In these first two seasons, we come to know and
love characters who won't last through the entire series run, including Steve Crosetti (Jon Polito), Kay Howard (Melissa Leo), Stan Bolander (Ned Beatty)
and Beau Felton (Daniel Baldwin.) We also meet other characters who will remain as solid staples of the show including John Munch (Richard Belzer), Al
Giardello (Yaphet Kotto) and Meldrick Lewis (Clark Johnson.) With this top-notch cast, combined with authentic police stories and unique visuals, Homicide
is truly a groundbreaking series. Any fan that respects the genre should own this DVD set, for it is human drama television at its finest.
*Gone for Good (Series pilot/premiere)
*A Ghost of a Chance
*Night of the Dead Living
*Son of a Gun (Guest star Edie Falco)
*A Shot in the Dark
*Three Men and Adena (Guest star Moses Gunn)
*A Dog and Pony Show
*And the Rockets Dead Glare
*Smoke Gets in Your Eyes
*See No Evil (Guest star Wilford Brimley)
*Black and Blue
*A Many Splendored Thing (Guest star Julianna Margulies)
*Bop Gun (Guest star Robin Williams)
15 of 16 people found the following review helpful
on April 24, 2003
the finest and most intelligent writing i have ever enjoyed in a TV show. I can't say enough good things about the people associated with this show. from the actors to the writers and director. a class act all round. I've been a huge fan since episode one. day one starts with Det. Tim Bayless reporting for his first day in the Baltimore Homicde unit. over the 7 years of the series we see him and all the other characters evolve. story lines that took seasons to play out. there are stories so powerful that to this day, i remember "Adena Watson", "Annabela Wilgis" - AKA "JMJ", the evil "Luthor Mahoney" and his equally cruel sister. we also get to see guest actors doing some of their finest work; Vincent D'Onofrio in "Subway" (Peabody winning episode), robin Williams turning in some of his finest work as a father of two who, along with his son and daughter witnessed the murder of his wife. In the end, it's up to the Homicide Detectives to find out who done it. thats what they do. they speak for the dead. it is their solem duty. it boils down to the interrogation room, "the box", and "the board", listing the open and closed cases assigned to each Detective. unique among all of TV history. well worth the price of admission. i will own every episode on DVD.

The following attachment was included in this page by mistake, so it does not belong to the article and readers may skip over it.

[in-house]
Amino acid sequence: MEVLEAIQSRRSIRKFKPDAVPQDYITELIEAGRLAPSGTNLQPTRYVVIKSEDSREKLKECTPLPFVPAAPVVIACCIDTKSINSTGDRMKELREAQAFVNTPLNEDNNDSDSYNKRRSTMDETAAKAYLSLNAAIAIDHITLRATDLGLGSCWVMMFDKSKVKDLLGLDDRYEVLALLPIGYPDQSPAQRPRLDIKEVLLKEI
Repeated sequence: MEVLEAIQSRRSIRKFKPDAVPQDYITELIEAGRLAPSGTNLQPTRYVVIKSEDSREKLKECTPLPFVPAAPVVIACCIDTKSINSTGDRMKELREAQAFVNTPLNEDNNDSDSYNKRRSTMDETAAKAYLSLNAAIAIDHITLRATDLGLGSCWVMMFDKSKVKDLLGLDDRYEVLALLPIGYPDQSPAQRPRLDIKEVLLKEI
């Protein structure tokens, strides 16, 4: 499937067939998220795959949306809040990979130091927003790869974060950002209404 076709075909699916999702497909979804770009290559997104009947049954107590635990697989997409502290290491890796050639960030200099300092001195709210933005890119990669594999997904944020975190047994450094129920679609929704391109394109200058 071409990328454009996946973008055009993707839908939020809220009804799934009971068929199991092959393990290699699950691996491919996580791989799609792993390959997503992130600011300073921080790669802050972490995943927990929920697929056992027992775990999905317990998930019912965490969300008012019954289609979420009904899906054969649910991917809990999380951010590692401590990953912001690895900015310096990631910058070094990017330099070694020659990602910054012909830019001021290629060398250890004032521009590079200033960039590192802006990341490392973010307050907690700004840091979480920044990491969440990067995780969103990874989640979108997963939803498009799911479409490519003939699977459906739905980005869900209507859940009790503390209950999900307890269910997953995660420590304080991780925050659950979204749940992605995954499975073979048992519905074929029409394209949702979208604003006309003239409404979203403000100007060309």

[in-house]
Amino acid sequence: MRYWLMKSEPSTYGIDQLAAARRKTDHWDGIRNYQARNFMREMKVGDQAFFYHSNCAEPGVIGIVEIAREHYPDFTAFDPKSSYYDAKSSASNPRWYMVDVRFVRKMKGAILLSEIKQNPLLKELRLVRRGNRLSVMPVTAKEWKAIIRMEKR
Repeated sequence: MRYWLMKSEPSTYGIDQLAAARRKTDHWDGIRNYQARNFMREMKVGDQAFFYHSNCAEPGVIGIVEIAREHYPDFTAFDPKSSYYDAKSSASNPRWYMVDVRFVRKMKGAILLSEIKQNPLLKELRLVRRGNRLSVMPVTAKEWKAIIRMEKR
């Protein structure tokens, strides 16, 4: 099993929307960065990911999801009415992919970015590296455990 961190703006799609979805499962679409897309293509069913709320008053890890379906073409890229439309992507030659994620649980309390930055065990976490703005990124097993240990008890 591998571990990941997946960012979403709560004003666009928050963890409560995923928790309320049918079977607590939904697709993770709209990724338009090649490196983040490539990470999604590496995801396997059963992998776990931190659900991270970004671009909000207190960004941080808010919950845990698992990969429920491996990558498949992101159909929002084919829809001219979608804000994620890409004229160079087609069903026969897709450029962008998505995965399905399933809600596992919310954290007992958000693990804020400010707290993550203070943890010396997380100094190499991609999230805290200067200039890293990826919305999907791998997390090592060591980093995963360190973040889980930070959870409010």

14 of 15 people found the following review helpful
on March 25, 2003
At last!!!!! The best ... cop show ever on DVD!!!!! Been following the exploits of Gee's squad since 1996; now enjoying the re-runs on Hallmark TV's UK channel!
Based on the award winning book written by David Simon, who spent a year on the killing streets of Baltimore with the Homicide Squad, this innovative series explores the routine investigative hard work rather than the sensational car chases prevalent in other Cop shows, this combines the friction and interaction between partners, and of the victims of Homicide......this is sensational TV !!!!!
First picked this up in Series 5 , before the re-runs, and made me eager to see how the characters developed in earlier series! from the Bayliss-Pembleton partnership to the shooting of Luther Mahoney, the untouchable drugs overlord, the conspiracy theorists Munch and Crosetti, the explosive pairing of Lewis & Kellerman, the insecurity of Howard, the female homicide detective with the best clearance rate in the entire unit, this series explores previously uncharted territory in the lives of the Baltimore Homicide Squad!
The main focal point is Lieutenant Giardello known as Gee to his squad who rules with an iron but fair hand over his detectives.....the focal point of the whole show is the whiteboard which displays the state of play of ongoing (red), and solved crimes (black); according to the different detectives! Gee likes a predominance of black to dominate the board.........